Very interesting, and good blog about Notator HD, very cool.
As touched on here, we should remember the time, there was technically no concept of a DAW at that time, although we were moving in that direction. By that I am also referring to the term, Its something you see pop up often where people get confused between samplers, multitracks and DAWs, and I appreciate as to why. You often see people referring to samplers as DAWs, no they are samplers, etc... However as alluded to already on this post, the defining moment was D2D / HD recording, that's technically when the sampler started to evolve, and when the possibility of DAW technology began. It's a grey area and open to debate in some ways, however personally this how I would define it, again I appreciate it can be argued how we determine a DAW etc..:
Sampler - Technically the definition would be a tool / device used for digitising sound, typically shorter in length and saved to memory, both software and / or hardware based.
Mulititrack - A device to allow multiple tracks of audio recording, either analogue or digitally.
DAW - Meaning of course Digital Audio Workstation, is exclusive to recording multiple tracks digitally to HD, can be hardware and / or software based, has a central interface, and allows the ability to provide enough features for final 'mix down'.
However this is the grey area, the definition of DAW. Some subscribe to the idea if a DAW is a piece of hardware, it's not a DAW, some take it if it does not provide simultaneous MIDI along with audio it is not a DAW. You have people argue over whether NI's Maschine software is a DAW, and argue because you do not control it solely using a mouse it's not a DAW, ludicrous! OK that example technically is a hybrid of instrument / DAW, but to argue it is not a DAW because of its workflow is nonsense. Again it's technically a feature, although I fully appreciate MIDI Sequencer and D2D / HD Mulittrack convergence are features people would argue define a DAW.
For me personally, I do not subscribe to either, that's not to create a ruckus, but just what I would call pure by definition. After all, before the term DAW was coined, did we not have 'Digital Workstations' or 'Digital Studio Workstations', yes we did. These were DAWs before the term was used, they are digital by nature, have enough features such as effects to apply to final mix, have a central interface from which to allow editing to varying degrees. A lot of these were hardware based, and didn't offer MIDI tracks or operate with a mouse, yet offered digital multitrack recording, effects, digital mixing, a central interface and features for final mix down. Peoples expectation from a modern DAW (Software based, MIDI, Plug Ins, linear workflow), for me do not define what a DAW is absolute, but are an evolution thereof and features we want to exist in our modern DAWs..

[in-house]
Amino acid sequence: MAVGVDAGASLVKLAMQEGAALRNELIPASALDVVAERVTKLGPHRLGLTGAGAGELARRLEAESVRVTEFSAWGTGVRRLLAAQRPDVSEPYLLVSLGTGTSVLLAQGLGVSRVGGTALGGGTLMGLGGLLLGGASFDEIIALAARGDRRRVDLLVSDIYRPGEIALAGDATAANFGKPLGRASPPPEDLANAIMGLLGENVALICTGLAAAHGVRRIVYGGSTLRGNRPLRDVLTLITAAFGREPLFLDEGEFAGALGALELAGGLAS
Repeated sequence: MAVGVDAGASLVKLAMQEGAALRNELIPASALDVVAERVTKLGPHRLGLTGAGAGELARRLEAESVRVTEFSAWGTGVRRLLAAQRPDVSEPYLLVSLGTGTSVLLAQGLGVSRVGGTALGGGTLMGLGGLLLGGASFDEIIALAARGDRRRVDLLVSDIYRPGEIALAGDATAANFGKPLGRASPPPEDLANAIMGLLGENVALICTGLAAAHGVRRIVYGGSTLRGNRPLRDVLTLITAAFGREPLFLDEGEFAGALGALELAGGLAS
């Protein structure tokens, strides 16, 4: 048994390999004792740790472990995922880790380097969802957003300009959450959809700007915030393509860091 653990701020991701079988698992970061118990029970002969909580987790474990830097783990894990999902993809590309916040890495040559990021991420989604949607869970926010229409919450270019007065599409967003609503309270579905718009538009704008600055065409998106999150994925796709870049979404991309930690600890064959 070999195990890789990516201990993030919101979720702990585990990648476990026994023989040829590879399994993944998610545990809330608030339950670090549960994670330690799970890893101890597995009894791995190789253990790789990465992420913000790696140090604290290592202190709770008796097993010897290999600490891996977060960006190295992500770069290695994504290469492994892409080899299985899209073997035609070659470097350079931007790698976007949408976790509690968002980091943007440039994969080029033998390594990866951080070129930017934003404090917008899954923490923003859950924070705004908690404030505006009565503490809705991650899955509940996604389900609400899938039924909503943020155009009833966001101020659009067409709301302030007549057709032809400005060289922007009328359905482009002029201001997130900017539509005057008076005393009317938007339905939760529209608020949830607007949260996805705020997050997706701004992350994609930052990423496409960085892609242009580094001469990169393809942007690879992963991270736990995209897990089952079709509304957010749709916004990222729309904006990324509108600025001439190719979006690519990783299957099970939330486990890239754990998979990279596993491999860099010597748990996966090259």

The grey area of D2D / HD recorders are where the potentials of DAWs began, coupled with mulitrack ability (greater than stereo recording). Yes it's a grey area because that was the time of the evolution of these technologies, however the constants for a DAW for me are:
- Digital mulitrack recording,
- Additional features to assist with a final mix
- A central interface
- MIDI capability, whether this is external or offering internal MIDI tracks (contentious maybe)
Again this is not to go against anyones opinion, so please don't take any offence, just my purist view.
So where do Atari's Lynex, Sound Tools, ADAP and Plasmec and such like sit. The Lynex, an out and out sampler. The reality of the rest is they are just as mentioned, for the time simply D2D / HD recorders, or hybrids of, not quite a DAW, but the beginning of, not quite the definition of a traditional sampler because strictly speaking they do not save to RAM, but directly to HD, not quite a multitrack as typically they offer stereo at best. By today's standards however, they would simply be samplers. Would I have considered Notator HD as a DAW, why but of course, on the basis that would have offered enough features, in this instance MIDI and multitrack recording. Likewise of course CBXs under Cubase Audio, early DAWs as they offered enough features to warrant the term.
All interesting stuff, enjoyed that blog.
Last edited by Atari74user
on Wed Oct 16, 2019 11:14 pm, edited 3 times in total.
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